- Can these supply-driven inflationary pressures and savings shortfalls be mitigated? Two levers are 1. extending working lives and 2. raising capital intensity and productivity especially in the health care sector. These solutions tie in directly with the need to raise the volume and positive impact of retirement savings. The authors argue that both solutions will be challenging to implement. For many workers, historically-established retirement ages continue to be sacrosanct despite people living longer lives. On the productivity front, the authors question the effectiveness of corporate governance in raising the real return on corporate capital in the current decade and beyond.
How to integrate these insights into the Interconnected Instability Era narrative? That is the question we turn to next.
Rewriting the Interconnected Instability Era Narrative
The October 2022 Letter used the following basis for introducing the Interconnected Instability Era narrativei:
- Humanity is facing an array of grave, long-term challenges, now often labelled ‘global systemic risks’. While we know a lot about the individual causes of these crises, our understanding of the causal links between them remains shallow.
- What causal processes might be accelerating, amplifying, and synchronizing these risks within global natural and social systems? Two obvious candidates are 1. The growth in scale of humanity’s resource consumption and pollution output, and 2. The vastly greater connectivity between human systems permitting higher volume and velocity of long-distance flows of goods and information.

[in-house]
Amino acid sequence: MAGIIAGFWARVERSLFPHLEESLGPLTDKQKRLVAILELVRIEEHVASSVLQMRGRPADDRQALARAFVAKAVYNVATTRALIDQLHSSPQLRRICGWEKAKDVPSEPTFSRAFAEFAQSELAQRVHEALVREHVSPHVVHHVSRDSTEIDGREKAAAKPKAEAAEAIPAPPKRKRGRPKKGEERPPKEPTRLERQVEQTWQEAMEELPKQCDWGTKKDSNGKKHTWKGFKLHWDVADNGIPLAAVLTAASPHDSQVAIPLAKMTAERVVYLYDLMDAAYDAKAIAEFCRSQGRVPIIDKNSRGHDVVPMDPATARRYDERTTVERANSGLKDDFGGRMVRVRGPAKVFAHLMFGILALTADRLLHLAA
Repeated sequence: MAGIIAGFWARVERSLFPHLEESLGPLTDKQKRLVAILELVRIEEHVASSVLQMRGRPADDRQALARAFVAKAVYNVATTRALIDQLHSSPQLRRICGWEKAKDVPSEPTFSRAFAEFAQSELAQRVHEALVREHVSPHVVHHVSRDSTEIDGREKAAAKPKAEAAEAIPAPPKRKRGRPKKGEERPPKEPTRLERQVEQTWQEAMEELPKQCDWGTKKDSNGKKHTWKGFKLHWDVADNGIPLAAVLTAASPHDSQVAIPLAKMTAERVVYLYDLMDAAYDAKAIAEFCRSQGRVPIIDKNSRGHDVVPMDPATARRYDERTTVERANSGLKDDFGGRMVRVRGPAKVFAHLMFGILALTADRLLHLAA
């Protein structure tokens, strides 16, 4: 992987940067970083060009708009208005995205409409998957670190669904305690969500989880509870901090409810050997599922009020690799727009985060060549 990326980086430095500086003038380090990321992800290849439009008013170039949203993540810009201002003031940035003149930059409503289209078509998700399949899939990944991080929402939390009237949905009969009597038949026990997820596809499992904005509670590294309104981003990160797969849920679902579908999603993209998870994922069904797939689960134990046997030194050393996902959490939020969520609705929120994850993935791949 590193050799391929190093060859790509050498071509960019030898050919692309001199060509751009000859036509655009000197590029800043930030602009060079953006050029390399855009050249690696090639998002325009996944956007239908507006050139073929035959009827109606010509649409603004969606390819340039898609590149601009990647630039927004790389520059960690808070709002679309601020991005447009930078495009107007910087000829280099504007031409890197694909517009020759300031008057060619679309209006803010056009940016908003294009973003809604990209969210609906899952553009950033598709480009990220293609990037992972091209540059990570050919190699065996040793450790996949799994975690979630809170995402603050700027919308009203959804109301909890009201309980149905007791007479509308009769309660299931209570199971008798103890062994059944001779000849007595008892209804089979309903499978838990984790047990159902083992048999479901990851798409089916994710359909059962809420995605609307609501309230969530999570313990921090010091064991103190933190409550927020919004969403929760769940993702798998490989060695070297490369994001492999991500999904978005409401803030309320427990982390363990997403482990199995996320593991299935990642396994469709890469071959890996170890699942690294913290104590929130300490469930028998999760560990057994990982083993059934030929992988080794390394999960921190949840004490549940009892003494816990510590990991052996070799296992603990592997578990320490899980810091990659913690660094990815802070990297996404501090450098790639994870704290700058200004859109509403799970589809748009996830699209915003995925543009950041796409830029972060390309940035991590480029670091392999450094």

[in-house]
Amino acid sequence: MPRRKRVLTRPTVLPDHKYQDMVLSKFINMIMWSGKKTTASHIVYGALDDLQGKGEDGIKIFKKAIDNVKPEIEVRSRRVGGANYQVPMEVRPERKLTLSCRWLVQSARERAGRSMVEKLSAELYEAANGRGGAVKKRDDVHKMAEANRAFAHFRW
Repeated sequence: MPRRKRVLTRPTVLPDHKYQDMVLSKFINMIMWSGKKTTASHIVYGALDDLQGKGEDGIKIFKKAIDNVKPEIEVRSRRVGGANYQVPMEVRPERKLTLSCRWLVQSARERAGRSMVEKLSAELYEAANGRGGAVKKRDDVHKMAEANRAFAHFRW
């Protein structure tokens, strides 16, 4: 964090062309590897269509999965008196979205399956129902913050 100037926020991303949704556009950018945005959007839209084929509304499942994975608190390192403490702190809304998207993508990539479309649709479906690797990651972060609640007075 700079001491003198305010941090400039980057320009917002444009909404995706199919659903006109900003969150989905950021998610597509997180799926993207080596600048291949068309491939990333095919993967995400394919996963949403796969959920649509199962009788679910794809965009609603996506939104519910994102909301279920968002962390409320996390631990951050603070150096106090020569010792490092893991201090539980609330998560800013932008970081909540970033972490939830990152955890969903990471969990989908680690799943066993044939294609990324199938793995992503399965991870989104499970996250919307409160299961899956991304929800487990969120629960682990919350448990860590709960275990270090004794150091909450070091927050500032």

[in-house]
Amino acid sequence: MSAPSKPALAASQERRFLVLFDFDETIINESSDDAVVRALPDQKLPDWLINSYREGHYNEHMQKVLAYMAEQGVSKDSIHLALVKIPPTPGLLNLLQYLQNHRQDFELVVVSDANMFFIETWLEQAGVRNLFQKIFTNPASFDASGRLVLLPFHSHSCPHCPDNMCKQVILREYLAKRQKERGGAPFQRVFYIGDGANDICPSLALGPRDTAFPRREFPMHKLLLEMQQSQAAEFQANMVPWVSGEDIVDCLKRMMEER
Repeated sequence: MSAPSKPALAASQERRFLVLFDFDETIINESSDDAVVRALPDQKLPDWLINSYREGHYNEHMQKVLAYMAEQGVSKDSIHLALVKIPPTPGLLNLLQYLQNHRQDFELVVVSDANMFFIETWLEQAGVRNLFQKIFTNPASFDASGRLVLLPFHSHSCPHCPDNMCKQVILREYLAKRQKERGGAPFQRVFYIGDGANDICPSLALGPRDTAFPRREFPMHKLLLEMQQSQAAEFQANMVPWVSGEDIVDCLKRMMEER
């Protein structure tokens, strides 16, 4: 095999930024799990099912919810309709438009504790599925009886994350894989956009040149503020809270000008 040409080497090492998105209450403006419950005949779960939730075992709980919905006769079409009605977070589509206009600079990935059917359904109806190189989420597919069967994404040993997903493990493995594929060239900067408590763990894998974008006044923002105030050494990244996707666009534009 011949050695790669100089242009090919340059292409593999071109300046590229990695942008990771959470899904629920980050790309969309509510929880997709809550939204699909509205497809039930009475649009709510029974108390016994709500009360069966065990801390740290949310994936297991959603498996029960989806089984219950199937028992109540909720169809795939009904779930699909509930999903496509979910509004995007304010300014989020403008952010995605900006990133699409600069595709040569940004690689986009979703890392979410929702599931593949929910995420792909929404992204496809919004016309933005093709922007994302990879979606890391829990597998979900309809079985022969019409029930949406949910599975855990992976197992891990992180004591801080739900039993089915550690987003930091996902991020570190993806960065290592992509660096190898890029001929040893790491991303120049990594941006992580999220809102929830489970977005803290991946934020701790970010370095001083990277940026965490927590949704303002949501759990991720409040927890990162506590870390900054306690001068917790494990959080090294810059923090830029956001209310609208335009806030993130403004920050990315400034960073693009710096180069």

- Addressing the ‘causal processes’ question leads to the concept of a ‘global polycrisis’: a single macro crisis of interconnected, runaway failures of Earth’s vital natural and social systems that irreversibly degrades humanity’s prospects.
The Letter provided two illustrations of how feedback loops are already amplifying, accelerating, and synchronizing global systemic risks: 1. The COVID pandemic has been causing economic dislocations, which causes economic inequality, which in turn causes conflicts, and 2. Extreme weather events have led not just to physical damage, but also to food shortages and high inflation rates.
Demography can be integrated into this narrative with this additional bullet:
- A third causal process accelerating, amplifying, and synchronizing global systemic risks is the ageing of populations in the developed world. The resulting shrinking of workforces is a new source of potential supply constraints, inflationary pressures, and elevated nominal and real interest rates.